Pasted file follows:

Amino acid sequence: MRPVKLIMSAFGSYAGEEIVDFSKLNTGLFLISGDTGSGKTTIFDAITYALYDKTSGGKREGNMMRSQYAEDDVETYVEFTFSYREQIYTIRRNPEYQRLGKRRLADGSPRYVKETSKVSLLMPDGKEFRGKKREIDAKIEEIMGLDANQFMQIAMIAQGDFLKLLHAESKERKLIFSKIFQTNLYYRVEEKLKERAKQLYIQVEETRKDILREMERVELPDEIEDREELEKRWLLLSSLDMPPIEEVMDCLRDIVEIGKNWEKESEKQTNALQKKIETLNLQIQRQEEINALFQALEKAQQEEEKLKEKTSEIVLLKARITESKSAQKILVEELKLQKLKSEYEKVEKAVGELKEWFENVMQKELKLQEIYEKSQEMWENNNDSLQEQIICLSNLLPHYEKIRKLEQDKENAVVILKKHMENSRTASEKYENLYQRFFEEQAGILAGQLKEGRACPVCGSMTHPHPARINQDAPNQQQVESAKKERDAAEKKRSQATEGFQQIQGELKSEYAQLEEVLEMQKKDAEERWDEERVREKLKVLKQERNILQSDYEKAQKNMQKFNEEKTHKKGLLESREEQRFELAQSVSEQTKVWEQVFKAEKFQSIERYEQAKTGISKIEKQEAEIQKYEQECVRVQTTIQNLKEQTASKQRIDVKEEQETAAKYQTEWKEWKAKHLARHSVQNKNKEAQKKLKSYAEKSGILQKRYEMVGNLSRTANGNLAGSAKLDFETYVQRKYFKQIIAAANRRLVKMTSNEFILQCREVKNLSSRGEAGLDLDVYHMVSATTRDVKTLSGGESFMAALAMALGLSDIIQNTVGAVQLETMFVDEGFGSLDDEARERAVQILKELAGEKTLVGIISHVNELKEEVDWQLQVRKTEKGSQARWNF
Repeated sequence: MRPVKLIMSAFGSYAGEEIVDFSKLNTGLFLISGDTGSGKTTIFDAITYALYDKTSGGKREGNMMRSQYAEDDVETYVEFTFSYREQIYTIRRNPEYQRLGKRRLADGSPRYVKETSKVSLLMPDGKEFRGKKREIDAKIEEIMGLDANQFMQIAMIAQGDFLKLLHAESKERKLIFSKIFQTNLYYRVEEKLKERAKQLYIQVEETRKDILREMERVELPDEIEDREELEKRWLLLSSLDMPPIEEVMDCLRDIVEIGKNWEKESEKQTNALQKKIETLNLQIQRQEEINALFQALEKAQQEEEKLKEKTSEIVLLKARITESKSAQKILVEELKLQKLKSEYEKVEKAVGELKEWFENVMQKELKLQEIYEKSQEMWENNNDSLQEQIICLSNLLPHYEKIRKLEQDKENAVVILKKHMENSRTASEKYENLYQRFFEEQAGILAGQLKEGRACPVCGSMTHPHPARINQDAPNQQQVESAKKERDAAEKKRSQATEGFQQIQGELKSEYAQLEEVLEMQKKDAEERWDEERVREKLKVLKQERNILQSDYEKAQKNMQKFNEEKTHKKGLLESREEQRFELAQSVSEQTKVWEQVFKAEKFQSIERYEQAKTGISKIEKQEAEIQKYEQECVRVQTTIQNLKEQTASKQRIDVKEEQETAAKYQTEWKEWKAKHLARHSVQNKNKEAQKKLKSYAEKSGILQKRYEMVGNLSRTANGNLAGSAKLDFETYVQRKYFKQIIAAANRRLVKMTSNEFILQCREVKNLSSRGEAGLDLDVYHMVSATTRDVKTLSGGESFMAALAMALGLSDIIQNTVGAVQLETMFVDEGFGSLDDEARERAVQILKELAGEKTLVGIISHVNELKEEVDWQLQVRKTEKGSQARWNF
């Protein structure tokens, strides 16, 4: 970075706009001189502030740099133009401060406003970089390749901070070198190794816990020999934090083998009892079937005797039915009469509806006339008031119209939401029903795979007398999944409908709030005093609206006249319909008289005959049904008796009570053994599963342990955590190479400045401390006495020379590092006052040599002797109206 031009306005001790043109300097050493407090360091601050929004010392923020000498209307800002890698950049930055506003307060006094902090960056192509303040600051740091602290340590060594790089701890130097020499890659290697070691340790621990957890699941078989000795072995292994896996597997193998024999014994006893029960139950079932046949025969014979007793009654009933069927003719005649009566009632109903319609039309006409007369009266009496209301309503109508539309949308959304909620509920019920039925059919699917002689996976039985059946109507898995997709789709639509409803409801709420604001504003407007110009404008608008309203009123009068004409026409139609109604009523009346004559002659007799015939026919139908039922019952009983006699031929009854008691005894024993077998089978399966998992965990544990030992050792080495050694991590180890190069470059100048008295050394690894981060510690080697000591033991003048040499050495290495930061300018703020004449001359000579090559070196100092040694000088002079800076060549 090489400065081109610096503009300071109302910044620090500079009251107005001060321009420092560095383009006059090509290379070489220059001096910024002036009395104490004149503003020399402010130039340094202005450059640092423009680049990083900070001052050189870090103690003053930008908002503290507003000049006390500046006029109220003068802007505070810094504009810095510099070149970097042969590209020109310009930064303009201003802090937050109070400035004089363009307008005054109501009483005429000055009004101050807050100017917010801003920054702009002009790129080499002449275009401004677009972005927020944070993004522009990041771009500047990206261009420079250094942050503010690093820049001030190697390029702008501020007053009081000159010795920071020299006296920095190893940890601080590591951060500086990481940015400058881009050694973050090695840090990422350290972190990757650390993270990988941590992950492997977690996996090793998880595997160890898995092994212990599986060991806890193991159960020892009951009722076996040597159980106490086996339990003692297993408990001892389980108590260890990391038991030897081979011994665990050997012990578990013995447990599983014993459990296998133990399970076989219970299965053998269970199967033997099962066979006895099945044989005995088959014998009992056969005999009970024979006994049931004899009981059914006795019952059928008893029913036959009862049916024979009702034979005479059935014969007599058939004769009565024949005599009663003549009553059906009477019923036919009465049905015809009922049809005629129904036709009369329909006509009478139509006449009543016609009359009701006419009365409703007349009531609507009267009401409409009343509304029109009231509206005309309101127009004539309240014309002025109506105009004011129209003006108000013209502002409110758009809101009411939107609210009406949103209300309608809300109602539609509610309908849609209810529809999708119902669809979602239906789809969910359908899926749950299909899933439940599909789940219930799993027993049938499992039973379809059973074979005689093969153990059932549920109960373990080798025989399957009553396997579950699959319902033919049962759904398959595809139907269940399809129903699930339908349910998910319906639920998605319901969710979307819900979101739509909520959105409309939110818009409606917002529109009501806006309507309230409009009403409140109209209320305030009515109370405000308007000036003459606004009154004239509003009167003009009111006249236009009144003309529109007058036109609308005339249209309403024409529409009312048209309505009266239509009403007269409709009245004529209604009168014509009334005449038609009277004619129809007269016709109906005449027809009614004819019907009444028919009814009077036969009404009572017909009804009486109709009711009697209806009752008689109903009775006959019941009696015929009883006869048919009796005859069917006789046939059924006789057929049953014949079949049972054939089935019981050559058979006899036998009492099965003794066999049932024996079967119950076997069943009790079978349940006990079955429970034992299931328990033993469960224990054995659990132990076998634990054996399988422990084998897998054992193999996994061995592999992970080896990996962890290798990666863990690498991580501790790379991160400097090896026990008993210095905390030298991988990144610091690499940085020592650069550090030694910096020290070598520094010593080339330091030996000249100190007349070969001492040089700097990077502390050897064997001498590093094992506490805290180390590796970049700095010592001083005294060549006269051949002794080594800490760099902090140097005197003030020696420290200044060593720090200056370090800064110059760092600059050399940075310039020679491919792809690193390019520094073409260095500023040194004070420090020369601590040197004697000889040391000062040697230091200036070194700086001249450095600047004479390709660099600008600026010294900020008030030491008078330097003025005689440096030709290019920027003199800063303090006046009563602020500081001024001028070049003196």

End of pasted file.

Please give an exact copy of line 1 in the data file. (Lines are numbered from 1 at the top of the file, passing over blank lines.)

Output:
Amino acid sequence: MRPVKLIMSAFGSYAGEEIVDFSKLNTGLFLISGDTGSGKTTIFDAITYALYDKTSGGKREGNMMRSQYAEDDVETYVEFTFSYREQIYTIRRNPEYQRLGKRRLADGSPRYVKETSKVSLLMPDGKEFRGKKREIDAKIEEIMGLDANQFMQIAMIAQGDFLKLLHAESKERKLIFSKIFQTNLYYRVEEKLKERAKQLYIQVEETRKDILREMERVELPDEIEDREELEKRWLLLSSLDMPPIEEVMDCLRDIVEIGKNWEKESEKQTNALQKKIETLNLQIQRQEEINALFQALEKAQQEEEKLKEKTSEIVLLKARITESKSAQKILVEELKLQKLKSEYEKVEKAVGELKEWFENVMQKELKLQEIYEKSQEMWENNNDSLQEQIICLSNLLPHYEKIRKLEQDKENAVVILKKHMENSRTASEKYENLYQRFFEEQAGILAGQLKEGRACPVCGSMTHPHPARINQDAPNQQQVESAKKERDAAEKKRSQATEGFQQIQGELKSEYAQLEEVLEMQKKDAEERWDEERVREKLKVLKQERNILQSDYEKAQKNMQKFNEEKTHKKGLLESREEQRFELAQSVSEQTKVWEQVFKAEKFQSIERYEQAKTGISKIEKQEAEIQKYEQECVRVQTTIQNLKEQTASKQRIDVKEEQETAAKYQTEWKEWKAKHLARHSVQNKNKEAQKKLKSYAEKSGILQKRYEMVGNLSRTANGNLAGSAKLDFETYVQRKYFKQIIAAANRRLVKMTSNEFILQCREVKNLSSRGEAGLDLDVYHMVSATTRDVKTLSGGESFMAALAMALGLSDIIQNTVGAVQLETMFVDEGFGSLDDEARERAVQILKELAGEKTLVGIISHVNELKEEVDWQLQVRKTEKGSQARWNF